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Gifts to the Future

Amateur astronomy can change lives.
Hester_Jeff
You amateur astronomers out there are an odd lot. (I get to say that because I started out as an amateur myself.) Think about it. You dump tons of time and money into telescopes, cameras, and the like. Every chance you get, you head off into the hinterland where you sit up all night, freezing your keister, and stare into an eyepiece to catch a glance of some ghostly apparition. Your family thinks you are nuts. Aren’t the spectacular pictures on Google Images enough?

Of course they aren’t! Astronomy is a passion, and that Messier collection means something. I understand that. But where did your passion come from? What got you hooked? I’m going to hazard a guess that it didn’t have much to do with a classroom sage on a stage. Don’t get me wrong, classrooms are important. After a quarter-century of teaching, at least I hope they are. But as a student, my own attitudes and interests had more impact on what I got out of a class than anything a teacher or professor said. Experiences are what matter.

Since time immemorial, university faculty members have bemoaned the “sorry state of affairs with today’s students.” How is it possible, we astronomy professors ask, that after years of math classes, students can’t figure out a simple inverse-square law? I’m going to go out on a limb and say that maybe those thousand hours or so sitting in math classrooms could have been better spent. Granted, if you don’t own a tool, you can’t use it. But if you don’t need a tool for something you care about, why bother to pick it up?

None of this surprises teachers who are worth their salt. When counseling undergraduates, I made it a point to discuss what college is about: “You aren’t really here to get a job or even a degree. You certainly aren’t here to collect A’s, or at least I hope not. What you are here for is to start becoming who you will be for the rest of your life!” To quote Plutarch (a.d. 46–120): “The mind is not a vessel that needs filling, but wood that needs igniting.”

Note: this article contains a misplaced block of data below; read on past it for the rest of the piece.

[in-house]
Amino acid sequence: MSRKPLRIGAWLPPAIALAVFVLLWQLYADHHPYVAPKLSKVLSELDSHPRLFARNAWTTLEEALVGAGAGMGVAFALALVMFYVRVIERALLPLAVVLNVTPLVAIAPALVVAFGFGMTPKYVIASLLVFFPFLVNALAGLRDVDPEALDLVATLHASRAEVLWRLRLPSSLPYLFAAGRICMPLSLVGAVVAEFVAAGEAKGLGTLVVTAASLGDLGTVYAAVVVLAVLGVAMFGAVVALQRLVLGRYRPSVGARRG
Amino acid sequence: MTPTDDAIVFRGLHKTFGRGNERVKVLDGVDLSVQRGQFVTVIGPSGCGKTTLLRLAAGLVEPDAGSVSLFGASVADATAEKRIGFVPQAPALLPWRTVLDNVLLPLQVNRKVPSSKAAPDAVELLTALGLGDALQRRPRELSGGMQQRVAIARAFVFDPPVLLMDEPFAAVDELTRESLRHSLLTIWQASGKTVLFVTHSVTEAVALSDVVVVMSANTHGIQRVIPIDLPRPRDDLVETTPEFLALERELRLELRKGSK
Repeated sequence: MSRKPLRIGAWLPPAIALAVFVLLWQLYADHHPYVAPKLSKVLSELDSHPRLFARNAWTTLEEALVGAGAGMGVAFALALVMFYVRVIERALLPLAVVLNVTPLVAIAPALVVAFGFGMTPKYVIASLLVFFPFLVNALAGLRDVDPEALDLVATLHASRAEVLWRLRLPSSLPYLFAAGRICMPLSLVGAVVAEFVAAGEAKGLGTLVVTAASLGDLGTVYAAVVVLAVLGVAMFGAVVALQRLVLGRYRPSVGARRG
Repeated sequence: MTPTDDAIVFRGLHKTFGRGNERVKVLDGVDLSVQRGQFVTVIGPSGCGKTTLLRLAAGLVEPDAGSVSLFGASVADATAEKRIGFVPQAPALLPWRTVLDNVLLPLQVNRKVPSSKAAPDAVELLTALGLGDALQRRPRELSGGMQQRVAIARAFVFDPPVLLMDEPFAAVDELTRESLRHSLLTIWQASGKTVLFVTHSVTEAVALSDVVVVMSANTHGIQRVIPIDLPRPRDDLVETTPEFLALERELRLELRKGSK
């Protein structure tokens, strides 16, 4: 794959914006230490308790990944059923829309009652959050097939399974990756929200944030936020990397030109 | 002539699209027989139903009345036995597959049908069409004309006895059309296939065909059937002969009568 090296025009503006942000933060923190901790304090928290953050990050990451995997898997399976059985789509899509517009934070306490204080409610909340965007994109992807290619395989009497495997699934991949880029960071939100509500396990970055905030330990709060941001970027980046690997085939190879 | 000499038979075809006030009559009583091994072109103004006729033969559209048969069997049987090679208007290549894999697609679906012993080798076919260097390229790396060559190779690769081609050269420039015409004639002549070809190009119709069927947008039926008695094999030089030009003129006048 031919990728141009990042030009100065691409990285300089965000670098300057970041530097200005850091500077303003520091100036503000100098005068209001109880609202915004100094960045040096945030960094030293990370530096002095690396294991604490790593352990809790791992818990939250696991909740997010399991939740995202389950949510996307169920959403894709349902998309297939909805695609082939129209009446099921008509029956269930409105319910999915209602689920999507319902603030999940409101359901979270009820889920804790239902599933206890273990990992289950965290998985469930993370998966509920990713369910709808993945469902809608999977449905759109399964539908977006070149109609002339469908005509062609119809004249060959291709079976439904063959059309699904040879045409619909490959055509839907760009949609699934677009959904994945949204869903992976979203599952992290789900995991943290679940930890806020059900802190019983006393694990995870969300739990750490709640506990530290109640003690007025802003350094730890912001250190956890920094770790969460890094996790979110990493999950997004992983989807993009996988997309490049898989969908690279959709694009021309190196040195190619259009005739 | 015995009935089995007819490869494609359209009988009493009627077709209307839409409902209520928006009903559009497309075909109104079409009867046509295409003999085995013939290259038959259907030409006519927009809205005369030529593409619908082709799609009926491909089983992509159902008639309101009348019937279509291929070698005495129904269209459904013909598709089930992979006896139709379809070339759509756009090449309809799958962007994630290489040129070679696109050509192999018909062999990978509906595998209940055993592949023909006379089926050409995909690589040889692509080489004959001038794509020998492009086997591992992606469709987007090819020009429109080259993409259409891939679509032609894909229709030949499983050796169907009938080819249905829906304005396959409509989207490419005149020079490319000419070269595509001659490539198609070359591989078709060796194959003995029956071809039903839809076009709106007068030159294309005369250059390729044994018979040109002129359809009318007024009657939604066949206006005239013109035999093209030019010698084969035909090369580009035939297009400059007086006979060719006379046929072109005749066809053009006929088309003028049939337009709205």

ASYJH0518_01copy
A beautiful deep-sky object like the Whirlpool Galaxy (M51), viewed at a star paty with a moderate-size telescope, can spark people to see the universe in a new way. Just one telescopic look has altered the future of many young folks.
Bob Fera

What is new is a growing understanding of what’s going on behind the curtain as we learn, deep inside our brains. The sum total of your life’s experiences blends together into your own unique internal model of the world, different from that of any other person. Your brain uses that ever-changing internal model to construct the predictions and simulations that become your conscious reality. That internal model is what largely makes you you.

It’s good that we are coming to better understand this stuff, because the times, they are a-changing. Watch an IBM Watson commercial, catch a self-driving cab, or read a news story written by a computer. Day after day, more and more jobs are being taken over by new and rapidly evolving technologies. Today’s student won’t have a single career; she will likely have dozens of job titles, most of which have yet to be invented. The future doesn’t need workers who have been trained to put nut B on bolt A. The future needs interesting, capable, creative, curious individuals shaped by diverse and wide-ranging experiences.

Schools are beginning to catch up with this need. “Project Based Learning” is fancy jargon for curriculum that is built not around chapters in textbooks, but around authentic, engaging, and complex questions, problems, and challenges. It is messy, creative, collaborative, draws on individual strengths, and always produces something to show for the effort. More than just another fad, Project Based Learning is a real world approach to education that works with rather than against how our brains are wired. 

This is where you come in. I’ve known many amateur astronomers and spoken to countless clubs and gatherings over the years. You are an interesting and passionate lot with a great deal to offer. Cool science, hands-on hardware, recording and working with data, star parties, questions that have intrigued humankind for millennia — your hobby is tailor-made for Project Based Learning. Places like the Buck Institute for Education and Edutopia (the George Lucas Educational Foundation) have what you need to get started. Your chance to help shape the future might be as close as a phone call from your club to a nearby school.

You are the sorts of people whose passion inspires. I know, because when I was a kid, you inspired me. Very few of the students you work with will go on to become astronomers. But what you share will become a part of who those students are, how they think, and what they do for the rest of their lives. They might just change the way that you experience the world, too.

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